Author: Anna

The Big Three Are Trying to Offer Flexible Benefits to Employees

The Big Three Are Trying to Offer Flexible Benefits to Employees

Airlines Cash In as Flexible Work Changes Travel Patterns for Airline Customers

As airline travel continues to get more and more expensive, consumers are adopting new strategies for getting to their destinations, including taking flights on charter planes and traveling with friends on the same ticket. That brings companies under pressure from customers who are demanding more flexibility.

Now, companies are finding they can cash in on that trend. They are experimenting with flexible work arrangements that give their employees some degree of choice.

The big three—the United Airlines, Delta Air Lines, and American Airlines—have each partnered with major hotels for the first-ever co-branded partnership between the two airlines. They’re also each offering benefits to employees that include “flexible work schedules,” “flexible scheduling” options, more flexible work hours, and more.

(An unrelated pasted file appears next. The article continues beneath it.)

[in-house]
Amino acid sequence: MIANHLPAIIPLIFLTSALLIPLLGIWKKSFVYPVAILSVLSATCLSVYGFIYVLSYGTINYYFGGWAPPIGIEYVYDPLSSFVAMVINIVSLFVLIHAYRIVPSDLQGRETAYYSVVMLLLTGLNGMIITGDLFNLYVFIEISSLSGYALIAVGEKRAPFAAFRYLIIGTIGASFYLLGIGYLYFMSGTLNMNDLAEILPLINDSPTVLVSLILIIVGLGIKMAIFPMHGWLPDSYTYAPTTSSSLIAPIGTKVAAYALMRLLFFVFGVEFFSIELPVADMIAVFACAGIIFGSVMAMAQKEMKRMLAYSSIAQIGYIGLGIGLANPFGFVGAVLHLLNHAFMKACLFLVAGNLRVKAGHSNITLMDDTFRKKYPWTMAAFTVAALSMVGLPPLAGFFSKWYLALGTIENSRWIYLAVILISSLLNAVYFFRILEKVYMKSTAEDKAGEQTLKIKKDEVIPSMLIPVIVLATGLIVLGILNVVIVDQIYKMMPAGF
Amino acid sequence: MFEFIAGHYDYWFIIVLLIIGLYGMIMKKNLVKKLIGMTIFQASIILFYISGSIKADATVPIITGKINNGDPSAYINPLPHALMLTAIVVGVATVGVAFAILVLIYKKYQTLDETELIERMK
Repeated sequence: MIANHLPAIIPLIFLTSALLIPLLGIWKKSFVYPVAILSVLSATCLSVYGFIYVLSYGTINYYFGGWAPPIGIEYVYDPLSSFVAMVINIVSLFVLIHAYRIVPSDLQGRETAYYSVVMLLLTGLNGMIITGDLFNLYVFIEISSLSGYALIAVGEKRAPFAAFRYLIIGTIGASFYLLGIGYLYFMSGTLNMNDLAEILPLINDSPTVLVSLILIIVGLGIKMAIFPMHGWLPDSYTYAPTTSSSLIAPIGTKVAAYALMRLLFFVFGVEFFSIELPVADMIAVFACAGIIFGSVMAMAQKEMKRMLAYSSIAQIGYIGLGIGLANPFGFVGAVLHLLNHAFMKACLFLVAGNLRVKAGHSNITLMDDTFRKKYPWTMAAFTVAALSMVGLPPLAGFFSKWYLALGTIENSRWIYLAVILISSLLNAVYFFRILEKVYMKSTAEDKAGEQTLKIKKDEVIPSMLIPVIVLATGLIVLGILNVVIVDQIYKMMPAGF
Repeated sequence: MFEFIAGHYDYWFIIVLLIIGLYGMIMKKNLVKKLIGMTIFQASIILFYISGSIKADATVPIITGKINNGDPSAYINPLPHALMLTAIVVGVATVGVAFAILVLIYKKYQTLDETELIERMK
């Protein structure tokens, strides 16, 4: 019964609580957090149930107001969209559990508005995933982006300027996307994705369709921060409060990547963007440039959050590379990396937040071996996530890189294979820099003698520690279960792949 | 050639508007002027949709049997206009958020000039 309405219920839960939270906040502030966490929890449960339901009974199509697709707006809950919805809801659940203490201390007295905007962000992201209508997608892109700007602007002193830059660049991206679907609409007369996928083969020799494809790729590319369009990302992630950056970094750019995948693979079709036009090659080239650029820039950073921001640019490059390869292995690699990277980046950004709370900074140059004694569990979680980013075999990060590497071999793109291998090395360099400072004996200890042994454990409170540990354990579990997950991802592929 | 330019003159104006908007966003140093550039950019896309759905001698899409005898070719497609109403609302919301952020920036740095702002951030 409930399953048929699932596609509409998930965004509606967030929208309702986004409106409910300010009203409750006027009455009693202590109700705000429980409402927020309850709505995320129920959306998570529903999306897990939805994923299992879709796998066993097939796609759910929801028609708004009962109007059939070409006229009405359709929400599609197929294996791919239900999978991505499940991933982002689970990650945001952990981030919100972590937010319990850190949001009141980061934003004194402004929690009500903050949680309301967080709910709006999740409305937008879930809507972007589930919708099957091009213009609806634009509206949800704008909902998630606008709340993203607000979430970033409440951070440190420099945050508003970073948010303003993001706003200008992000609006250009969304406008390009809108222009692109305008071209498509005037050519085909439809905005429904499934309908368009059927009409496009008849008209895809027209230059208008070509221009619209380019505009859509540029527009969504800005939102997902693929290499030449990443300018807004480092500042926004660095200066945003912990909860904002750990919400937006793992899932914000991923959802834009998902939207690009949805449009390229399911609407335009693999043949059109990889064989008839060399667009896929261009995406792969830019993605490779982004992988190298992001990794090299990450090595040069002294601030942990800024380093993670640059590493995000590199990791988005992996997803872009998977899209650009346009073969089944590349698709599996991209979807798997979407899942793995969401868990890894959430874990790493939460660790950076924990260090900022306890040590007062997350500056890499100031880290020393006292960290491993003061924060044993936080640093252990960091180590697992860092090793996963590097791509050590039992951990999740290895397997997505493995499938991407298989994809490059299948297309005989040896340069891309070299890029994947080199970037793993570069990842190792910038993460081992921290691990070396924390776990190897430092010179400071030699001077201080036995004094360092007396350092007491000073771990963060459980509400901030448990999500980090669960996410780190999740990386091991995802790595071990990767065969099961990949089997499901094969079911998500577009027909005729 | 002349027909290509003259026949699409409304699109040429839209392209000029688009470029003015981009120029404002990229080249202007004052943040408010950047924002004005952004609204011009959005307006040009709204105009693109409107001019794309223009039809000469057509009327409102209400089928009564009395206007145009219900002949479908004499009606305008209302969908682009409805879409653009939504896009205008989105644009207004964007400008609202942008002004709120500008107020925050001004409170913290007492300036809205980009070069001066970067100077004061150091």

“Many of our customers who do not work at hotels, they still want [to go] to the same hotels, the same restaurants, and the same attractions that they’re used to seeing on the road,” said David Hileman, president of the Americas for American, which is based in Dallas.

The big three, along with Southwest Airlines, are joining other traditional carriers—including regional American, Spirit Airlines, Hawaiian Airlines, and JetBlue—to offer a full range of flexible benefits.

All of the carriers are trying something new, according to Hileman. In the past, they were focused mostly on trying to prevent their customers from overspending on their tickets. The new “flexible work arrangements” could allow passengers to spend their fares in ways they’d never normally be able to do. This could lead to lower charges for customers traveling with all or part of their families.

United has already started to change its practices. Last year, the carrier announced that it had partnered with Hyatt hotels to give its employees the option to work full-time when they travel, including through holidays and weekends. In November, United started offering “flexible work hours” for part-time and full-time employees, similar

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